path: "/",
    name: "homeView",
    component: Home,
  },
];

The next step is to tell a vue-router where to display with <RouterView />

src/App.vue
<template>
  <RouterView />
</template>

Now the Home.vue page should be accessible via http://localhost:8080/.

Repeatable elements

A very big benefit about prototyping before actually coding a design is all the repeatable elements can be identified and can be extracted straight away.

A principle in extracting components to keep in mind. A component design must be from edge to edge, the spacing of the component, where the component is and how a component is displayed will be controlled by the parent’s components. With this principle, it will be much easier to update the design or swap the components.

Button.vue
<template>
    <button class="px-2 py-1 border border-gray-200">Click me</button>
</template>
parent.vue
<template>
    <div class="flex" >
        <Button class="mt-10" />
        <Button class="mr-10" />
    </div>
</template>

Extracting the “Base Layout” component

All of the pages based on the design have one thing in common. That is a Header where the title of the page, navigation & other secondary information lives. And the main part where the dynamic content is displayed. Straight away this can be extracted to a separate component, which can be reused through the application.

src/components/BaseLayout.vue
<template>
  <div>
    <header class="h-56 bg-green-400 px-5">
      <div class="relative h-full container mx-auto max-w-screen-md">
        <div class="absolute top-0 w-full flex justify-between pt-3 text-sm">
          <p></p>
          <p>01.01.2021</p>
        </div>

        <div class="flex flex-col h-full items-center justify-center">
          <slot name="header"></slot>
        </div>
      </div>
    </header>

    <main class="mx-auto container max-w-screen-md pt-5 px-5 pb-10">
      <slot></slot>
    </main>
  </div>
</template>

In this component, I am utilizing the named slots, where the actual content will be placed and that content will always stay at the correct place without messing up a whole page layout.

Extracting the “Goal List Item” component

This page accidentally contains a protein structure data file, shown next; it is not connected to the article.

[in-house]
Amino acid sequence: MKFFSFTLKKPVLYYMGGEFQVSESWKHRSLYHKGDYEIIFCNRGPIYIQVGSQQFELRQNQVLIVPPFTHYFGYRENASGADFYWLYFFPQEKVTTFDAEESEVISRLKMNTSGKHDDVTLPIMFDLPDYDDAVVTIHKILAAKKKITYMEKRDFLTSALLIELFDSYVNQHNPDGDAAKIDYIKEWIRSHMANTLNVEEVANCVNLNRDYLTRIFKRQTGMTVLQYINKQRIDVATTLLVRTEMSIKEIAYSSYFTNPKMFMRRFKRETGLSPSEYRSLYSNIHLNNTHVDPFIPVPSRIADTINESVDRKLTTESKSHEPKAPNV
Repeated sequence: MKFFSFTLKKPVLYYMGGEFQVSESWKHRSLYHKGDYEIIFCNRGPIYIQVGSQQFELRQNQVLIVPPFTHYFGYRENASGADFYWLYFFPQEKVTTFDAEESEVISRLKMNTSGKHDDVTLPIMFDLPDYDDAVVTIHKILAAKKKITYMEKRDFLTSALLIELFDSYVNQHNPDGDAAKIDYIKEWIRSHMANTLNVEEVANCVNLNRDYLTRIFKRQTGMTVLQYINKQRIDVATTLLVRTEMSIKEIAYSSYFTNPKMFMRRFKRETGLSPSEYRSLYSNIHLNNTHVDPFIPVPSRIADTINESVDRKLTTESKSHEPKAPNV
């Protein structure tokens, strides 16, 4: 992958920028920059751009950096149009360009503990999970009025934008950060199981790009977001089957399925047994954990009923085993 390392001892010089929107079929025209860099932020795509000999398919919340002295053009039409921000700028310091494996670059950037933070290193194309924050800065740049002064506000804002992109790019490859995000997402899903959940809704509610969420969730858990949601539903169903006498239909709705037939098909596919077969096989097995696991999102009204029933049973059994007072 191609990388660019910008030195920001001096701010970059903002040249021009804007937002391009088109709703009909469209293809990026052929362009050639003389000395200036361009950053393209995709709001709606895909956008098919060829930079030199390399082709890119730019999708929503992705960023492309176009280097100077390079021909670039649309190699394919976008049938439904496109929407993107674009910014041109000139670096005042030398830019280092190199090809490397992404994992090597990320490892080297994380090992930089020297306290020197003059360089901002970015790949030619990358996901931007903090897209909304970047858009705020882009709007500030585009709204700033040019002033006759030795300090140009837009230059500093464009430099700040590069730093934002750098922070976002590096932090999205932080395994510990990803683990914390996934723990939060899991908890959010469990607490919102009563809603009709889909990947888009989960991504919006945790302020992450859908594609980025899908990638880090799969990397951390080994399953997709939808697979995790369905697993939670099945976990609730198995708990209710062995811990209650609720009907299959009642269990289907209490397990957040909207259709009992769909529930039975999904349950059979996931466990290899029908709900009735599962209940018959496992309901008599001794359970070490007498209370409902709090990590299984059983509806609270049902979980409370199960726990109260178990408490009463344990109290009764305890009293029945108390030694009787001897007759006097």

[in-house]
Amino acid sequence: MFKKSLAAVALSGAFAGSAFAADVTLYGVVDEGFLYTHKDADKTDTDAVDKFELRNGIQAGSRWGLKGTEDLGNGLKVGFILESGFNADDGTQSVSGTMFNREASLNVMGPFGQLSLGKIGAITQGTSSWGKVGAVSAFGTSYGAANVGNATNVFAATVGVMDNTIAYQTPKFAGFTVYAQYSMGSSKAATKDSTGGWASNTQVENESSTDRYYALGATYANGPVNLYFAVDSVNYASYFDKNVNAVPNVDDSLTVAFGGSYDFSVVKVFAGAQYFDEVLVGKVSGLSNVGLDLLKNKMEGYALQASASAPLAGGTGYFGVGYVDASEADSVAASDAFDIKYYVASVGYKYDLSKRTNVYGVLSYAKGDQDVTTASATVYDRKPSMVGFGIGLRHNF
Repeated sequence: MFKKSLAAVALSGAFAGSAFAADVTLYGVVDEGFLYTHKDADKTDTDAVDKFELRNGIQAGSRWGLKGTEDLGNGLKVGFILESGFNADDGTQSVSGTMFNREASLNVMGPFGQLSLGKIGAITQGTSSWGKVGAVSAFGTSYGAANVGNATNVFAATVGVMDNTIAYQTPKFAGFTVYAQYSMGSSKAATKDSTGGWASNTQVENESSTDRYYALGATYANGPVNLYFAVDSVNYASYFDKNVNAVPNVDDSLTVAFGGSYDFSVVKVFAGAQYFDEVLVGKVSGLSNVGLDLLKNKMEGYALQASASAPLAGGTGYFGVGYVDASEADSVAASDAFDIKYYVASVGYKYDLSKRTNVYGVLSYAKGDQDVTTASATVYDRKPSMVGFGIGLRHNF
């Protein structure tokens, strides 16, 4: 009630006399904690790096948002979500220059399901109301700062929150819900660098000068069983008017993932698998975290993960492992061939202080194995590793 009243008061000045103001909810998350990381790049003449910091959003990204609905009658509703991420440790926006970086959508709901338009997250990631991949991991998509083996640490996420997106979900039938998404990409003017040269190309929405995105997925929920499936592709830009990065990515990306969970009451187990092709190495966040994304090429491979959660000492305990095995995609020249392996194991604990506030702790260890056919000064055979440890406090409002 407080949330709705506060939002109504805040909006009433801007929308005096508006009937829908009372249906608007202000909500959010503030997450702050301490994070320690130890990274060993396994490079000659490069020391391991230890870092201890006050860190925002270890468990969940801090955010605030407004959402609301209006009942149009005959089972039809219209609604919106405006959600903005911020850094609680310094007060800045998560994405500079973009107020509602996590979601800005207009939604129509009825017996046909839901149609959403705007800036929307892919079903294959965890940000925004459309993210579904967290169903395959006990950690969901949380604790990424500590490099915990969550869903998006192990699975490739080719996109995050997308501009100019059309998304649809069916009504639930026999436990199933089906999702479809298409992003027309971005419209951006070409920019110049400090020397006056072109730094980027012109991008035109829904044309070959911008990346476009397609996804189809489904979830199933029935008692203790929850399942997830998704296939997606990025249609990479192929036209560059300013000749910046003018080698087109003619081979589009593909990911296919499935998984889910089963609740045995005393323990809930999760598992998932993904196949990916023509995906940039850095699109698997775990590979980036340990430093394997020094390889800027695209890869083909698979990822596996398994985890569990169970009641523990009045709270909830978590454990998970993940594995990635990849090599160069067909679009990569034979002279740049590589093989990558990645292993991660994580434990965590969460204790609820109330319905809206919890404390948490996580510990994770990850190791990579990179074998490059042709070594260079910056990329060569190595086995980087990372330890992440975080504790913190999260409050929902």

While this element does not appear anywhere except “My Goals” page it is still a great idea to extract it in the event the amount of information displayed grows an can be changed in isolation.

src/components/AppGoalListItem.vue
<template>
  <li class="p-10 border border-gray-200 rounded-md text-left">
    <div class="flex items-center justify-between mb-5">
      <p class="text-gray-400 text-sm">31/12/2021</p>
      <div class="space-x-2 text-gray-400 -mt-5">
        <button>
          <PencilIcon class="h-5 w-5 hover:text-gray-700" />
        </button>
        <button>
          <TrashIcon class="h-5 w-5 hover:text-gray-700" />
        </button>
      </div>
    </div>

    <div class="flex items-center">
      <p class="text-lg font-light">
        Lorem ipsum dolor sit amet consectetur adipisicing elit. Porro debitis
        quo nam hic a cupiditate ex illum id. Enim voluptates, est vero possimus
        sunt accusamus corporis recusandae pariatur delectus ipsa?
      </p>
    </div>
  </li>
</template>

<script lang="ts">
import { defineComponent } from "vue";
import { PencilIcon, TrashIcon } from "@heroicons/vue/outline";

export default defineComponent({
  components: { PencilIcon, TrashIcon },
});
</script>

Extracting the “Goal Form” component

Right now both “Goal” & “Task” forms are almost the same having a simple text input. A small difference is a goal has a due date. Technically the same component can be used to display a due date input conditionally. However, I think, a much better approach would be to separate these two forms for few reasons:

  • The form can be styled differently if required
  • Add or delete additional fields (if required) to the form without affecting one another
  • Removing conditional logic to control an input visibility
  • Simplify the code
src/components/AppGoalForm.vue
<template>
  <div>
    <button
      v-if="!isVisibleGoalForm"
      class="py-10 border border-gray-200 rounded-md hover:bg-gray-50 w-full"
      @click="showGoalInput()"
    >
      + Add Goal
    </button>

    <form v-else class="space-y-2" @submit.prevent="submit()">
      <textarea
        ref="goalTextArea"
        class="px-5 py-2 w-full border border-gray-200 rounded-md resize-none"